The Man Who Made Pine Plains Tick

Once a week for many years Greg McEldowney would come and wind the Town Clock and keep it running. He passed on November 11, 2017. He was a keeper of Pine Plains history. Now he is part of it.

This video portrait of Greg was made in 2015.  He deserves to be honored.


Pine Plains, like most small rural towns in America, has its traffic light, its destination restaurant, and its memorial clock tower.


Every year, on Memorial Day, the town musters in front of the tower to honor our veterans who have served our nation in armed conflict.  We just assume the clock tower was built in their honor.

But there was one man who served his community in a very different calling and in whose memory the tower was actually built yet he is never mentioned in the flash of parades and politicians’ speeches.

Here, let Greg McEldowney tell the story:

looking at clock

After seeing this video, when you look up at the clock on the tower, will it ever be the same?

Postscript from Greg McEldowney:  “Much credit should be given to Mel Smith, James Storrow and Aubrey Kinney who did most of the work on the clock. I got involved later in the restoration with the installation and maintenance in 2002. Sad foot note: Bill Weigle who got the ball rolling on this years ago just passed away. Mel Smith and James Storrow have also passed away in the last 2 years.”

A note of thanks to George Keeler for helping me research this story.

7 thoughts on “The Man Who Made Pine Plains Tick

  1. All four Back to the Future movies are currently on Netflix.
    I am sure there is some sort of connection between the architecture of Pine Plains and the Back to the Future (1985) films; but I am not yet clear on what exactly the message is meant to be or was, but I’m sure it’s an exciting coincidence if nothing else.
    The “clock tower” in those three films which was struck by lighting looks eerily similar to Seymour Smith, two buildings which are certainly not towers just three story buildings with a clock face above four pillars. If you have seen the films then you may remember Doc Brown, played by Christopher Lloyd, babbling something about “Old-man Peabody having a crazy idea about breeding Pine Trees” and the film completely neglects to explain this thread and I am hoping someone has more information. Even more appropriate for this October season 2020, the film includes Doc Brown being attacked by Libyans at the TWIN PINES MALL, which becomes the Lone Pine mall after DonaldTrump-like- Biff Tannen altered the time line throwing Doc, Marty, & Eintstein into a tangential region of spacetime.
    Robert Zemeckis is also the director of both Back to the Future and The Walk (2015), the latter movie placed within the 1989 Back to the Future part II during the scene where the two hot police officers bring Jennifer home to their future home in Hilldale; Hillsdale being the town just east of Catamount Ski, coincidentally positioned North-East of Pine Plains, northeast being the original name for this entire region.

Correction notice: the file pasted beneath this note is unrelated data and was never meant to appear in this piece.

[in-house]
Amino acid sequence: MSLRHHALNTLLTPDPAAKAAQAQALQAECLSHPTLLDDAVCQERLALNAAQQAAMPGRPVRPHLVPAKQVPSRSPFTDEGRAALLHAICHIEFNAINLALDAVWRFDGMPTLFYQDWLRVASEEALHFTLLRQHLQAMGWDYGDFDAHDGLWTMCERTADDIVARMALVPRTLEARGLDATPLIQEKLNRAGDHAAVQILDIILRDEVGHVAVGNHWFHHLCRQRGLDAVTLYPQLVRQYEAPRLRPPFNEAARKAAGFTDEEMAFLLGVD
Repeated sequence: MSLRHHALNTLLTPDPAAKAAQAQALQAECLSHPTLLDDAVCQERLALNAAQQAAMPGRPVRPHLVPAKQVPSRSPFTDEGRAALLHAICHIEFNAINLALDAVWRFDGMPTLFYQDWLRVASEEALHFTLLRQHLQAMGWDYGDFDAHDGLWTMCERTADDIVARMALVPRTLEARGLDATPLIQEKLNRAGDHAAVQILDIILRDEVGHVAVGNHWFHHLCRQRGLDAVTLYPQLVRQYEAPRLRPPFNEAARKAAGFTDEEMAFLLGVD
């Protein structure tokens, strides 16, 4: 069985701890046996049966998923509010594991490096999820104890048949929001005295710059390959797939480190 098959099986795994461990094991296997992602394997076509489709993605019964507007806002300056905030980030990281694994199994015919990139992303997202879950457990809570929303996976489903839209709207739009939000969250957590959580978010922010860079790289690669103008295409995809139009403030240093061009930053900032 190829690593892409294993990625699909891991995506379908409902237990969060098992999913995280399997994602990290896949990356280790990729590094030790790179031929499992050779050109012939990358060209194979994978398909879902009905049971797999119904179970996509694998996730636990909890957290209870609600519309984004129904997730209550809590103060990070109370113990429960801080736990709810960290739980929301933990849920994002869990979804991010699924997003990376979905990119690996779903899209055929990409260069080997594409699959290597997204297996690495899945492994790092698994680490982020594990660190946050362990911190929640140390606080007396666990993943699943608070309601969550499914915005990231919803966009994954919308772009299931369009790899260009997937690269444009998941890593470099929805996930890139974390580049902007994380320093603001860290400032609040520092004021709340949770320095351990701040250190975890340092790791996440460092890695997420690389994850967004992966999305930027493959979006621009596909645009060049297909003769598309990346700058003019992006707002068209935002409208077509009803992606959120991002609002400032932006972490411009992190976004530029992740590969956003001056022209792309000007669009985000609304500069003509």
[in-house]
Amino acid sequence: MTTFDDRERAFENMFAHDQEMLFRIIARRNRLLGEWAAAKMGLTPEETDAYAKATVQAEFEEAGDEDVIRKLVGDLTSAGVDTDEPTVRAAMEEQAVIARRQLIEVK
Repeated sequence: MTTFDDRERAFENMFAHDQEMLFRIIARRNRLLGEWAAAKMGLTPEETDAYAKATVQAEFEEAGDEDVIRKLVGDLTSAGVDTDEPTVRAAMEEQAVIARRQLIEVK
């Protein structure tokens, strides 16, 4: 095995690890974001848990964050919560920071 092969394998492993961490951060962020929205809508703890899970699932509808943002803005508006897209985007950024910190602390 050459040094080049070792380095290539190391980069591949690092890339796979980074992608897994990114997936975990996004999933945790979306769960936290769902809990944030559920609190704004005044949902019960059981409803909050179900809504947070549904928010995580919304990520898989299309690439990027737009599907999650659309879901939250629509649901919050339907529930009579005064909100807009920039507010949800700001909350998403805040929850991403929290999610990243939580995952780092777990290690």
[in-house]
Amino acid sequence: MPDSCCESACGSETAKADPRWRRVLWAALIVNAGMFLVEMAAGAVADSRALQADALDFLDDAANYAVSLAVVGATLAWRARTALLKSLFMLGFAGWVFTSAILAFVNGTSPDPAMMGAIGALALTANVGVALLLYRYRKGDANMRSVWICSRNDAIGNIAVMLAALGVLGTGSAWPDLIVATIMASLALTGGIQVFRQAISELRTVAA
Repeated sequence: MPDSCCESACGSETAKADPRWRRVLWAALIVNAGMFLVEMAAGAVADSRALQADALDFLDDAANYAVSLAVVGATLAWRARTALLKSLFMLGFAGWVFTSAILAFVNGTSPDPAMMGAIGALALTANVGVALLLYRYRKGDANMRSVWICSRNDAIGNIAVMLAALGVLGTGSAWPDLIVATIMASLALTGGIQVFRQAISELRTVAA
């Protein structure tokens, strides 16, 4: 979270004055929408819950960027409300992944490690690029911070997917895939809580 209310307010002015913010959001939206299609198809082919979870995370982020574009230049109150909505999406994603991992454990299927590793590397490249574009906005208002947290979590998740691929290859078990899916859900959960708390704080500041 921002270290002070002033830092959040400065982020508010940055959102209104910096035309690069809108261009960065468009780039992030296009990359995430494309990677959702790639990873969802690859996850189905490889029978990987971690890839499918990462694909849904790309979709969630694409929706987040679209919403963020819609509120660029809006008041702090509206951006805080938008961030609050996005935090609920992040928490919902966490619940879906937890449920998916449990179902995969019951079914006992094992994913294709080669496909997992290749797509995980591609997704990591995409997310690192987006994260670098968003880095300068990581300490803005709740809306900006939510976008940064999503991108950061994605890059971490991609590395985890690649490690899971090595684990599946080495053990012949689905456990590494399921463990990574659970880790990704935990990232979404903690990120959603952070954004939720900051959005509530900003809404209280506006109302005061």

I have also seen the exhibit in The American Museum of Natural History on 86th Street with dozens of models and diagrams of the Northern Dutchess area, everything from glacial movement to the Indians living around here under giant pine trees before the Dutch came to log and plant coniferous trees and lay rail.
    Contact me promptly if you are willing or able to assist my team and I in purchasing the 28-odd miles between the Rhinecliff amtrak and Wassaic Metro-North to implement advancements in rail-travel such as magnetic levitation and solar power generation. Restoring the railway with technology at least at the level the damned Chinese are currently using over there seems like an achievable and inspiring act connecting the region to rail as it was before big oil bought up all the tracks.
    Thanks for reading, I am procrastinating school work and chugging IPAs. God Bless America.

  2. Hi Stan. My father Fred Marshall also wound that clock for many years in the late 40″s, early 50’s. He was an apprentice for Harry Jackson, who owned the Jeweler/photography/ clock repair shop accross the street from the tower.

    1. Hi Doug,

      Thanks for that piece of history! We are gradually filling in the picture thanks to contributors like you. Keep in touch.


  3. Greg was an encyclopedia of knowledge and a great friend. He will be sorely missed. I feel blessed that he taught me as much as he did about clocks and antiques, and I’m honored to carry on his dedicated service by winding and maintaining the town clock.
    I plan to gather more history on the clock tower and create a site where it can be presented to the people of Pine Plains for public awareness and education.
    However, I plan on bringing awareness to much more than the only the clocktower. I plan on bringing awareness to what happens when great things fall into disrepair out of neglect, as well as the joy and satisfaction a community can all enjoy from group efforts to restore such historic treasures.
    Pride and a passion in a township or community can keep it all beautifully maintained.

    Dennis Williams

  4. I have seen some of your work & very much appreciate it. Thank you so much for this piece with Greg, it means a lot, we knew each other back in the 70s when his parents owned The Harlem Valley Times & he had his antique shop up the street in Amenia.

Leave a Reply

Your email address will not be published. Required fields are marked *